nthr 32   861.92, 873.13
    nthr 64   207.43, 195.96

Bizarrely the falloff isn't so bad for a 20 second run:

  20 seconds
    nthr 16   925.00, 925.00
    nthr 32   925.00, 925.00
    nthr 64   403.14, 508.98

Bas suggested on irc:

  So, here's a theory, the first couple of seconds the run is 'figuring out'
  how complex to make the scene (the target FPS of 1 should always make it
  take the highest complexity), maybe that phase is messing with your
  scores.

I dunno.

---------

I also ran while watching with Linux's perf profiler.  What I see from that
is that essentially all Style threads wind up burning cycles in
__memmove_avx_unaligned_erms, and as the number of threads increases, the
number of them in __memmove_avx_unaligned_erms increases at more or less the
same rate.  Given that perf doesn't change the speed at which threads run,
I'd consider its results as fairly trustworthy.

---------

I then ran it with 4, 16 and 64 threads on Valgrind/Callgrind with MESI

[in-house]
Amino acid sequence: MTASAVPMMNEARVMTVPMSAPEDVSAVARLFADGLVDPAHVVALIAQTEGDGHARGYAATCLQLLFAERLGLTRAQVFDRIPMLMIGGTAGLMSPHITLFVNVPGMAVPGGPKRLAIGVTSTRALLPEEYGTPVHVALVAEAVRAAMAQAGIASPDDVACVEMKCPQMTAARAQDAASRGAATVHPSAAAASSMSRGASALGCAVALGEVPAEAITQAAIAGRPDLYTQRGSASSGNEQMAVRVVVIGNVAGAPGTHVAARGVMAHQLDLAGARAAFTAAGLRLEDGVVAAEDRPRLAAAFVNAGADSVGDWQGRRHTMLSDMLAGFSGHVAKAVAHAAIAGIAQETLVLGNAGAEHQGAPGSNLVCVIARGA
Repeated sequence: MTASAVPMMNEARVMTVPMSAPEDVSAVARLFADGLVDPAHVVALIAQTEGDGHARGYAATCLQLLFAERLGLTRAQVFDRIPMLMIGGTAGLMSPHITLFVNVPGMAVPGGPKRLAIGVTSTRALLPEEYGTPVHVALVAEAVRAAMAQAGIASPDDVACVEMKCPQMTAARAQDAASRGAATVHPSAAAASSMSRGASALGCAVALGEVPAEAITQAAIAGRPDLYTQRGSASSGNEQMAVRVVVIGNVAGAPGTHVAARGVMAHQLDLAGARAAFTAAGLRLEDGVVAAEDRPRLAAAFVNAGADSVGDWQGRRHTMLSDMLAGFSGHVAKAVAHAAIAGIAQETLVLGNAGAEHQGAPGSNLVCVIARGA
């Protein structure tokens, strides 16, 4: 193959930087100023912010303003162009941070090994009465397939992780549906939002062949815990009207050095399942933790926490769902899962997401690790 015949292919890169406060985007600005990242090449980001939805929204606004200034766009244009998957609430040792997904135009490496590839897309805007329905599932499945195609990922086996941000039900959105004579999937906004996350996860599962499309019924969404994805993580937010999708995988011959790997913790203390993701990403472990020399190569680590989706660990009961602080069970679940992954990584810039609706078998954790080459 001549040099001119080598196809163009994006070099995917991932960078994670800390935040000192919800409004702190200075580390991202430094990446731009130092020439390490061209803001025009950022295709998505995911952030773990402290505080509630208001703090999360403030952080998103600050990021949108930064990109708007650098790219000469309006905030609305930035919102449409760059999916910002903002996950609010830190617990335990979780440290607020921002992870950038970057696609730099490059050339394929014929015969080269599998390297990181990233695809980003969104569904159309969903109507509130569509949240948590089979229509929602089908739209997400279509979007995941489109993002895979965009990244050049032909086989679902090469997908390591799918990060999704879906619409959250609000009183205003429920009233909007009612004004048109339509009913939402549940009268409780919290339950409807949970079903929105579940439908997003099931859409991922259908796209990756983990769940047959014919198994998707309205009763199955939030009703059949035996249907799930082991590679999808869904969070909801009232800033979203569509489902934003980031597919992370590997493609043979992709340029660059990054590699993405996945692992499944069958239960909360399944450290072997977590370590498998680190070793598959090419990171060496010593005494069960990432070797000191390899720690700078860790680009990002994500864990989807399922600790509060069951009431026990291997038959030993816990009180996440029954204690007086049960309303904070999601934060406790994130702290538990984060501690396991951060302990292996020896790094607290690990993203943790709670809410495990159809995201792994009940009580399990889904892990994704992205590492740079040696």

simulation, to check for intended or unintended cross-core traffic, and lock
contention.  The results are pretty confusing, not least because Callgrind's
slowness makes the tests behave differently from natively.  But I didn't see
any excessive communication costs.  I did see a lot of instructions used in
"__memmove_avx_unaligned_erms", which corresponds with the 'perf'
measurements above.  Working back up the tree leads to "coco::*" which IIUC
is part of Rayon:

   coco::epoch::thread::pin::{{closure}} (mostly, and)
   coco::epoch::thread::pin::{{closure}}::{{closure}}
   -> <core::cell:Cell<T>>::set
      -> <core::cell::Cell<T>>::replace
         -> core::mem::replace
            -> core::mem::swap
               -> core::ptr::swap_nonoverlapping
                  -> core::ptr::swap_nonoverlapping_bytes
                     -> memmove_avx_unaligned_erms

---------

Finally I note from the above runs, that plain /bin/top shows that Fx
consumes >= 760% CPU (basically, all h/w threads available) at 8 threads and
over.

---------

What this says to me is that this isn't a lock contention problem (since we
can saturate 8 h/w threads no problem), and it isn't a cross-core traffic
problem (Callgrind/MESI shows no sign of that).  It looks to me instead like
some kind of spinnery/livelocking in coco::epoch::thread::pin, at high
thread counts.

Note also, this might be a different problem from what shows on Bas' machine
-- or perhaps there's more thatn one problem here.  The best would be to use